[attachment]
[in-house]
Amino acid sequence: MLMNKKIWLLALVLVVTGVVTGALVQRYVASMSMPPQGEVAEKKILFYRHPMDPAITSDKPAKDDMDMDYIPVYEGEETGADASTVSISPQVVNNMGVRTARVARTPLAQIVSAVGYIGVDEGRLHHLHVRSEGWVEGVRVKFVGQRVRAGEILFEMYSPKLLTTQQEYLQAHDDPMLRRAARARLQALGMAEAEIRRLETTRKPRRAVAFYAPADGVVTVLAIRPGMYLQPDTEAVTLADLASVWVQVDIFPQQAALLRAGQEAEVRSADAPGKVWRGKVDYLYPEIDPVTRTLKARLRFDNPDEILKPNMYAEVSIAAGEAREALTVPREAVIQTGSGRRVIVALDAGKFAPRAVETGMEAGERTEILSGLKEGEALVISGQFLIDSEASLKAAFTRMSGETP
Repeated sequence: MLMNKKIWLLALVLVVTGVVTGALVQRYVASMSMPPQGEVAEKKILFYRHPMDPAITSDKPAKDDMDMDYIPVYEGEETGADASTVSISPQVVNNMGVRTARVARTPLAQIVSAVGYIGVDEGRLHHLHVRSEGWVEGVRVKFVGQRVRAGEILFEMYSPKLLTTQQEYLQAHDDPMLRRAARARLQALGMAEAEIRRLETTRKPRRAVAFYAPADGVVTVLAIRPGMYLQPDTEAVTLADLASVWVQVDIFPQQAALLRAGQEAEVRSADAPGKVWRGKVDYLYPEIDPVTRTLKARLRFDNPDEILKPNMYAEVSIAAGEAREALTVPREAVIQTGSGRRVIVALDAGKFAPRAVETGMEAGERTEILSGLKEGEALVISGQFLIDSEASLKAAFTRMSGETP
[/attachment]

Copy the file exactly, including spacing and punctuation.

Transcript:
[in-house]
Amino acid sequence: MLMNKKIWLLALVLVVTGVVTGALVQRYVASMSMPPQGEVAEKKILFYRHPMDPAITSDKPAKDDMDMDYIPVYEGEETGADASTVSISPQVVNNMGVRTARVARTPLAQIVSAVGYIGVDEGRLHHLHVRSEGWVEGVRVKFVGQRVRAGEILFEMYSPKLLTTQQEYLQAHDDPMLRRAARARLQALGMAEAEIRRLETTRKPRRAVAFYAPADGVVTVLAIRPGMYLQPDTEAVTLADLASVWVQVDIFPQQAALLRAGQEAEVRSADAPGKVWRGKVDYLYPEIDPVTRTLKARLRFDNPDEILKPNMYAEVSIAAGEAREALTVPREAVIQTGSGRRVIVALDAGKFAPRAVETGMEAGERTEILSGLKEGEALVISGQFLIDSEASLKAAFTRMSGETP
Repeated sequence: MLMNKKIWLLALVLVVTGVVTGALVQRYVASMSMPPQGEVAEKKILFYRHPMDPAITSDKPAKDDMDMDYIPVYEGEETGADASTVSISPQVVNNMGVRTARVARTPLAQIVSAVGYIGVDEGRLHHLHVRSEGWVEGVRVKFVGQRVRAGEILFEMYSPKLLTTQQEYLQAHDDPMLRRAARARLQALGMAEAEIRRLETTRKPRRAVAFYAPADGVVTVLAIRPGMYLQPDTEAVTLADLASVWVQVDIFPQQAALLRAGQEAEVRSADAPGKVWRGKVDYLYPEIDPVTRTLKARLRFDNPDEILKPNMYAEVSIAAGEAREALTVPREAVIQTGSGRRVIVALDAGKFAPRAVETGMEAGERTEILSGLKEGEALVISGQFLIDSEASLKAAFTRMSGETP